0001_set_op1aLast spring, at the quilt market in Pittsburgh, I found myself face to face with one of my quilting heros at a book-launch party.Kathy_set

I first learned about Kathy Doughty when I skimmed one of her books in a quilt store and ended up taking it home. Her books are among my absolute go-to sources when I want to feel inspired. Though American, Kathy has settled in Australia where she runs a successful quilt shop called Material Obsession.

So what makes Kathy’s quilts so special? I suggest you open one of her books up and take a look. Kathy has such a cool and irreverent sense of style. Not a modernist and not a traditionalist Kathy defines her own style by blending patterns and fabric families like few others dare to do. She thinks nothing of mixing large scale chintzy fabrics with civil war reproductions and polka dots or graphic modern fabrics. She seems to have no fear that the quilting police will come to her door. Pattern on pattern, colors that many of us have learned don’t go together… her quilts maintain a vibrant structure that just makes me sigh.20110904_MO3_0049

It was maybe fortunate that I was on my third glass of prosecco when I bumped into Kathy that night. Had I been introduced to her on the trade floor in a stage of sobriety I would have probably mumbled something about loving her books and then stood around feeling stupid and inadequate until she excused herself. As things turned out I had a rather lovely conversation with both Kathy and her photographer-husband John and the upshot of this is that Kathy is coming to Phoenix to teach this fall…at the Bernina Connection which is my FAVORITE quilt store in town. Score!

Gracious as she is, Kathy took time out of her busy schedule to do a little interview for me. All the pictures included in this post are courtesy of John Doughty who takes all the photos for Kathy’s books as well.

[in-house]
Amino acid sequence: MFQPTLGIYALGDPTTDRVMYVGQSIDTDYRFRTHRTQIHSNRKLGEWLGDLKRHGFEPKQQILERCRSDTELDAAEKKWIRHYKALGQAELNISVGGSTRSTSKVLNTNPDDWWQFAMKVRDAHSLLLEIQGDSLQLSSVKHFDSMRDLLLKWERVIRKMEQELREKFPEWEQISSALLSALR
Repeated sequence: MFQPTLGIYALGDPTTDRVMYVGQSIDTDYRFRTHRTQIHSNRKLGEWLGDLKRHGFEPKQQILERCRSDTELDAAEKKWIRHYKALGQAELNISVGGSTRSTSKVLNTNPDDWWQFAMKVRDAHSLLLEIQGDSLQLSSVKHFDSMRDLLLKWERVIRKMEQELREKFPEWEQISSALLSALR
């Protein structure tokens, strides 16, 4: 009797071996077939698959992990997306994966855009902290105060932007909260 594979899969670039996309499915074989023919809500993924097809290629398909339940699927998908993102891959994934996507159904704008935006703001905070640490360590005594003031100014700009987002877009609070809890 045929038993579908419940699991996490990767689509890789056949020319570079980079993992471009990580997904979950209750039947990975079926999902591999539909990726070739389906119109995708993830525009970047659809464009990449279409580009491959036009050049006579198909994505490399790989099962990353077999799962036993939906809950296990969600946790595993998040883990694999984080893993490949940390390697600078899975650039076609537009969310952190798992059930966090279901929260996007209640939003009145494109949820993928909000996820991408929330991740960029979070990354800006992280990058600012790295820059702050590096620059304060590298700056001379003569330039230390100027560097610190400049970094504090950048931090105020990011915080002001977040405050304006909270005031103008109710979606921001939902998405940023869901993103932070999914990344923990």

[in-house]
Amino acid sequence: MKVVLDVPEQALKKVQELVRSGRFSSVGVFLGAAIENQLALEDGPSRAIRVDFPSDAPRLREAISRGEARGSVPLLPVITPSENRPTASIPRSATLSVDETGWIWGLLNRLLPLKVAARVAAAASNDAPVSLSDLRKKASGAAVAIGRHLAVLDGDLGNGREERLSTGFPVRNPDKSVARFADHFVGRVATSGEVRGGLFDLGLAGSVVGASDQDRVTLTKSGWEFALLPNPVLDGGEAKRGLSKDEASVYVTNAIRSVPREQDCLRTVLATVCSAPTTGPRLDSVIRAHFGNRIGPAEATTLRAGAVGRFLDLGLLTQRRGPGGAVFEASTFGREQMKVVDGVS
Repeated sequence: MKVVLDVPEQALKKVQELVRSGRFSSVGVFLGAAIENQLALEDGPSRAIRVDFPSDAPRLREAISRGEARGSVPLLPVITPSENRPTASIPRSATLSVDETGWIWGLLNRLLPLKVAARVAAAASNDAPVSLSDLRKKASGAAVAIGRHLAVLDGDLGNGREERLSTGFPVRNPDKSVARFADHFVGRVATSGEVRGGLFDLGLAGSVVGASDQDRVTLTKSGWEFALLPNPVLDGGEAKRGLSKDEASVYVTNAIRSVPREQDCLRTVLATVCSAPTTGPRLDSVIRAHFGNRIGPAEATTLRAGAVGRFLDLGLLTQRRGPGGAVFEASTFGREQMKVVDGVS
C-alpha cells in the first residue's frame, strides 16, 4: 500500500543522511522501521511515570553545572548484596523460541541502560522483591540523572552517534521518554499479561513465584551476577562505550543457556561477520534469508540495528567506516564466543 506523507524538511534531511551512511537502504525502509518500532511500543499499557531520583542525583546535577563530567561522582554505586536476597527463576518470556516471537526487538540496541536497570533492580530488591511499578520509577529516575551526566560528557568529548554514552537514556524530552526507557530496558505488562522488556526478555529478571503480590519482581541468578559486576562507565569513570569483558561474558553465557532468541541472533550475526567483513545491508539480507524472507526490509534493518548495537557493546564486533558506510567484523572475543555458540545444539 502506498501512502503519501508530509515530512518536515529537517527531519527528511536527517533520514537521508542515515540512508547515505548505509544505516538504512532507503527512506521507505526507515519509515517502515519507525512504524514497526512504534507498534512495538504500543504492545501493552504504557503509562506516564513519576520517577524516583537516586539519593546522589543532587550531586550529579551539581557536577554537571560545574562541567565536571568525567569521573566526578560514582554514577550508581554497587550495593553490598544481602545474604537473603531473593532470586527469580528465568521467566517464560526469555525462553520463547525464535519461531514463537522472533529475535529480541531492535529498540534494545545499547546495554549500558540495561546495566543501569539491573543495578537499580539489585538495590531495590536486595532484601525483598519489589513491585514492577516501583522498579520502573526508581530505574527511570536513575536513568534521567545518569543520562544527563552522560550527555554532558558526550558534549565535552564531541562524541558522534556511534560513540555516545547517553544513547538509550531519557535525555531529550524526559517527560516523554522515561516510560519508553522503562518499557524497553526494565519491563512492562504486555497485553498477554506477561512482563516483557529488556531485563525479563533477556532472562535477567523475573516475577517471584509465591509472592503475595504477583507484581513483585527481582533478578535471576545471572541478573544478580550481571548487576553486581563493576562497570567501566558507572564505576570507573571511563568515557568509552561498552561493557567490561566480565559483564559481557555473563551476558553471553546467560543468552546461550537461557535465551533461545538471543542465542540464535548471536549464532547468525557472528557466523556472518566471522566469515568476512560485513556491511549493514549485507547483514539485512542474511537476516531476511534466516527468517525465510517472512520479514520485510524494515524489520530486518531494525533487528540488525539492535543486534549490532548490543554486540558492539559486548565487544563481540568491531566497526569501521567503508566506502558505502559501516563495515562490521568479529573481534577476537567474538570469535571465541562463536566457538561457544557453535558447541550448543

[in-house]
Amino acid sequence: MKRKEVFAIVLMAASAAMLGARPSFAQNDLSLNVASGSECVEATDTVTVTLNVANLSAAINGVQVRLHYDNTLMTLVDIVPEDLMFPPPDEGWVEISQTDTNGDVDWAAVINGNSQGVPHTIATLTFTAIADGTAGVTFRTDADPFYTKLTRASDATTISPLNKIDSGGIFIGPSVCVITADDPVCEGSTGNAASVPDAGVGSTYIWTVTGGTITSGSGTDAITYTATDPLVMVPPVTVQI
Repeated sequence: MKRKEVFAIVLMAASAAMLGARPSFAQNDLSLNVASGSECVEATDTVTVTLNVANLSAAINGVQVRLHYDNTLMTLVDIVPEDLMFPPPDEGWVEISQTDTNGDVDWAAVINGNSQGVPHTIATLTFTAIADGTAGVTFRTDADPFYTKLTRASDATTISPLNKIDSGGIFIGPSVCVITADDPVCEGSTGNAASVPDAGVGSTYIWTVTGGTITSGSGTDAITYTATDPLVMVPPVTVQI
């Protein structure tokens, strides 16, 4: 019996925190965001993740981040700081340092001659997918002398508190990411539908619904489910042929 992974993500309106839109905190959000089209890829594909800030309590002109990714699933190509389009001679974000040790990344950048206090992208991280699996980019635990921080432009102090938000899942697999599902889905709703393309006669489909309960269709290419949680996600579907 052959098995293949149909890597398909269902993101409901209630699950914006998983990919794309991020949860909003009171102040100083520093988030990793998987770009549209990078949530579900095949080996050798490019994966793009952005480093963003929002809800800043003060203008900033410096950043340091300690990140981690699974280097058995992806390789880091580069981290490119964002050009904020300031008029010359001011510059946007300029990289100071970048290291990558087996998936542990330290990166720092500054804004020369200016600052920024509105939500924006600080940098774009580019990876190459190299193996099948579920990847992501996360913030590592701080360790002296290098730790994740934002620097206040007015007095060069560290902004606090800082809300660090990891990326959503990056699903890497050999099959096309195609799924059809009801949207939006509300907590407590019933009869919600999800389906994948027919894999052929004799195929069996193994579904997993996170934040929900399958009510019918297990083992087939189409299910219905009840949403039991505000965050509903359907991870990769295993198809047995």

Why did you start quilting? What was your early quilting journey like?

I started quilting 21 years ago after receiving a gift of a quilt from a friend when my son Noah was born.  I still remember standing with the quilt in my hands, looking at it and getting lost in the pattern.  It was an emotional moment as the concept of the quilt being made by hand by my friend and her daughter dawned on me.  I looked at her and said, “Teach me how to do this right now!”  From that moment on I have had piles of fabric in my house and quilts on the go in various stages of design.  In those days finding fabric was not easy in Australia.  I had to scavenge around and make choices from limited collections in a few small shops but I did it and relished it.  Trips home found me in Amish country in Ohio where fabric was abundant and my suitcases filled quickly.  My quilts were impulsive collections of scraps, clothing and screen printed squares.  Very scary to look at now as I was not a natural needle woman and had no experience at all.You have a unique sense of color and pattern combination in your quilts.20110904_MO3_0310

Have you always had this sense, or is it something that you have developed over time?

We are but the sum of our parts and I have had a life full of opportunities to work with design and color.  Material Obsession has always been a place where fabric choices were diverse and contemporary so working in the shop means I am surrounded by fabric combinations all the time.  I work with customers to help them make decisions regardless of what I like so combinations become somewhat objective.  I don’t want to force my choices on people.  Like bicep curls, this exercise gives me confidence to make more daring choices.  I just believe that if I like it, it is ok.  I can’t say that I have always made the right choices but I can say I have always made the choices myself!

 When you are picking fabrics for a quilt, what are your guidelines? How do you start the process?